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a reply to: buster2010

If an officer sees a man committing a crime, then the man runs into a house, and slams the door right in the policeman's face, can the policeman kick down the door to arrest the guy? Of course, he can.

Or consider the protester who chains himself to the front door of a bank. Does the officer have the right to destroy the chain to arrest the protester for trespass? Of course.

Similar situation. The officer sees a crime being committed, they know that the man is in the car. He won't come out. Officers are allowed to come in, even if the door is locked.

Sheeesh! That's on just about every TV crime show. Don't need a bar admission for that. In the case of the house, it's hot pursuit. In the case of the car, the officer doesn't even have to pursue, he's right there.

And use common sense. A serial killer locks himself in a car and says he won't come out because he's afraid. Do the police have the right to break into the car and arrest him? Sure.

I don't think you really want case cites. I may be misjudging you this time, but I've seen you in action before. This should be sufficient to make my point.



posted on Oct, 9 2014 @ 10:11 PM
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I live in Indiana, and let me tell you a thing or two about Indiana 'cops'.

Insert ad homenim here.

Last month got pulled over less than 50 feet from my house sitting at a stoplight the police officer made an illegal U-turn to get in behind me.

And the rest is history.

Funny part there is instead of biting my tongue. I said I guess you got pay for them cars somehow eh.

He said what ?

Walked back to his car.

That is the thing about 'seat belt' tickets.

It is the way local government, state government police departments pay for some of their 'toys'.

And 20 years ago still in Indiana I was coming home from a crap job at a printing company.

Ended up getting pulled over by 6 cops with their guns drawn.

Silly me I was stupid enough to reach for my id. Since the law says I have to have it, and show my papers.

I really don't have anything nice to say about the Indiana police.

Then or now.

Nothing surprises me anymore when it comes to them.

Dunno what the hell is going on anymore.

I am sure there are some good cops out there, but they are more elusive than unicorns these days.



posted on Oct, 9 2014 @ 10:22 PM
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a reply to: neo96

This may come as a shock, but I basically agree with you. It wasn't that long ago, maybe a month, when I saw that AAA had declared a small town in Florida the country's worst speed trap. It truly was, and all of the national publicity forced the town to change it's various speed limits.

Yes, I hate abusive cops. They're there and when convicted, they should be punished more severely than the average citizen if their offense is job related. But if the city says "This is the law in our town," and the boss says "I'm telling you to put extra emphasis on enforcing this law," what do you do? You can quit, saying I don't think it's right to enforce this particular law. But if you announce to the Department you're only going to enforce the laws you happen to agree with, you won't need to quit. They'll take care of it for you.

I'll be satisfied if the police stay within the limits of the law, and don't engage in excessive force and violence, or corruption, in getting their job done. Any other problems have to be referred up the chain, maybe to the people who wrote the law, as in the Florida speed trap town.

No, I don't think the police used excessive force in the Hammond stop. They had grounds to arrest the passenger, they decided, as is their right, to arrest him, he refused to come out, they went in to get him. Bad publicity, but legal.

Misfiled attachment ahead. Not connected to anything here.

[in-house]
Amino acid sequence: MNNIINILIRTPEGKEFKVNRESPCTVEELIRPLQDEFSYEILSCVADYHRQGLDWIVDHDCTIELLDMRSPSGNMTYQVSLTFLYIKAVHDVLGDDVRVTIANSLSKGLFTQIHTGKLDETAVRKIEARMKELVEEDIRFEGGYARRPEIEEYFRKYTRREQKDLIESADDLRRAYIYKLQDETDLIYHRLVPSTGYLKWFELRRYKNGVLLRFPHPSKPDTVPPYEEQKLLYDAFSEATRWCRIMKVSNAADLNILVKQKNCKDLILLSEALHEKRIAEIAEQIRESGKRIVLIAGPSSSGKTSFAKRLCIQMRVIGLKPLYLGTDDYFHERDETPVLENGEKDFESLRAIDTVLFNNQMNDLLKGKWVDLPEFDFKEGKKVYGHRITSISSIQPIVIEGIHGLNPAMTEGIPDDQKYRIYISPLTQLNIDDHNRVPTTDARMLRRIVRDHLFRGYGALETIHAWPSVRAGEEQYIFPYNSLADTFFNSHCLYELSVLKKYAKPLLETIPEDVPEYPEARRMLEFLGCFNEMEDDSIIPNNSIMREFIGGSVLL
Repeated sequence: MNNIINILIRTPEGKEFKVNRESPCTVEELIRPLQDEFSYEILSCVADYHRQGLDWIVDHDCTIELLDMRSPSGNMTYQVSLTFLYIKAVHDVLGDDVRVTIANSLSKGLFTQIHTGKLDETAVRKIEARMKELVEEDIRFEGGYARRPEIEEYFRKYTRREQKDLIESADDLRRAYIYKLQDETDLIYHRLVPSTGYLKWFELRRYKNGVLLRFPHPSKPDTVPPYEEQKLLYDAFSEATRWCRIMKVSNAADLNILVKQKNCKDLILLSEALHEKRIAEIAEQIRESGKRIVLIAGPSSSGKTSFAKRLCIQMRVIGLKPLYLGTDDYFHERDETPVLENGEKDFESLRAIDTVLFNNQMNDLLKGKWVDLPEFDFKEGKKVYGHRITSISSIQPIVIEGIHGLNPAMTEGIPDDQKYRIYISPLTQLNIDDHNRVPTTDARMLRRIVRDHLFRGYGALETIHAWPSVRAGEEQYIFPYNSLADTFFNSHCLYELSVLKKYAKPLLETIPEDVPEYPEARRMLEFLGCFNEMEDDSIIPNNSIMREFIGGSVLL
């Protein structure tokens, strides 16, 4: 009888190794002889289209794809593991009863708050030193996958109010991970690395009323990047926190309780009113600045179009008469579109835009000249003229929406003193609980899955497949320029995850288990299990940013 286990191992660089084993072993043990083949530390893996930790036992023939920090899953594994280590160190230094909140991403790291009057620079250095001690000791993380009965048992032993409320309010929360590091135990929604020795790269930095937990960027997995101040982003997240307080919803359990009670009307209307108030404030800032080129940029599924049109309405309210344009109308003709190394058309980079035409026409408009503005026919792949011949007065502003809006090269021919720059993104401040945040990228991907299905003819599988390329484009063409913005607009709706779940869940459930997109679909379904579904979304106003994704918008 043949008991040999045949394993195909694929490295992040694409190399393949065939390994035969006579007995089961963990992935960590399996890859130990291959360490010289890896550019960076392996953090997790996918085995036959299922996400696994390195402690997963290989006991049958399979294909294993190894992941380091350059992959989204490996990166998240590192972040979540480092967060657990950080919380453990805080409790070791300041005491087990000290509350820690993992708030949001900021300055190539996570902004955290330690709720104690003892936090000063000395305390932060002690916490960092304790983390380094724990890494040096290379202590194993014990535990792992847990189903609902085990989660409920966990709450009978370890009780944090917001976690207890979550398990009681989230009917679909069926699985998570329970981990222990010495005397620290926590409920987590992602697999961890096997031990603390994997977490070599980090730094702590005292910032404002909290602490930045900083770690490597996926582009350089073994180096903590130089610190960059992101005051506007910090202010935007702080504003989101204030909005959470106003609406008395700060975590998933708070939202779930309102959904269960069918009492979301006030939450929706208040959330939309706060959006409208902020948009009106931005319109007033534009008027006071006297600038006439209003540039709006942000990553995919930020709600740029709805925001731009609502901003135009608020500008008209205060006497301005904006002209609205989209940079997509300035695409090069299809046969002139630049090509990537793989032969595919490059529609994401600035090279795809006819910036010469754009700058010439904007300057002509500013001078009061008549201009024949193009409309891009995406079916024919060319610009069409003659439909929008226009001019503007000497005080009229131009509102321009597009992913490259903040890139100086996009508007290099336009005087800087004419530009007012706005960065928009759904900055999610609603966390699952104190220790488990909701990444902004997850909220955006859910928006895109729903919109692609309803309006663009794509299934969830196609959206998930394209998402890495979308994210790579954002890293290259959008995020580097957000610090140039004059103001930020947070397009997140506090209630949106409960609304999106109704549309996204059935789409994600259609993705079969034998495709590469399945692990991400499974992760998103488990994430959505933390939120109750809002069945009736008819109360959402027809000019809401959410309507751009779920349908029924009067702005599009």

posted on Oct, 9 2014 @ 10:37 PM
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a reply to: theNLBS

Best one yet. Love the show guys.

And the police need to know and follow the law. They shouldn't be aloud to do whatever they want just because they say.
edit on 10/9/2014 by onequestion because: (no reason given)



posted on Oct, 9 2014 @ 10:43 PM
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a reply to: onequestion

Do you think they didn't follow the law? There's no evidence that they did.



posted on Oct, 9 2014 @ 11:18 PM
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a reply to: charles1952

There's no reason for the police to instigate violence because they feel like it.



posted on Oct, 9 2014 @ 11:38 PM
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a reply to: charles1952
If they "followed the law", then # the law. There is no excuse for that bull#. # the police, I am just glad I don't have to deal with the police around here. I feel sorry for people that do.



posted on Oct, 9 2014 @ 11:43 PM
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a reply to: onequestion

Dear onequestion,

It wasn't because they felt like it, they were arresting a man who was committing a Class B misdemeanor (Penalty - up to 6 months) in front of their eyes.

With respect,
Charles1952
edit on 9-10-2014 by charles1952 because: Add a bit.



posted on Oct, 9 2014 @ 11:46 PM
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a reply to: TKDRL

Dear TKDRL,

I agree with you! Surprised? Yes, if the law is bad, change it. But don't go after the cops who are following the law. Yell at the legislators. Lead demonstrations and marches. Anything that is not illegal. But get the law, not the people who promised to enforce it.

With respect,
Charles1952



posted on Oct, 9 2014 @ 11:46 PM
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originally posted by: charles1952
a reply to: onequestion

Do you think they didn't follow the law? There's no evidence that they did.



Did Nazis follow the law?


+5 more 
posted on Oct, 9 2014 @ 11:49 PM
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a reply to: charles1952

I think the most important point, in this particular situation, which you simply refuse to accept or acknowledge, is that they didn't have to. There was no good reason to start the escalation toward violence.

But, we shouldn't be surprised from the police department of a small town that proactively fosters a culture of aggression and violence.



posted on Oct, 9 2014 @ 11:50 PM
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a reply to: olaru12

Dear olaru12,

I'm confused, but then I often am. Are you saying that America's laws are invalid or corrupt? If so, change the laws.

Are you saying the police officers behaved like Nazis making traffic stops in Berlin?

Help, I really don't know what you are saying with that rather cryptic comment.

With respect,
Charles1952


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posted on Oct, 9 2014 @ 11:51 PM
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a reply to: charles1952

Please don't be obtuse in your increasingly obvious trollery. It's unbecoming.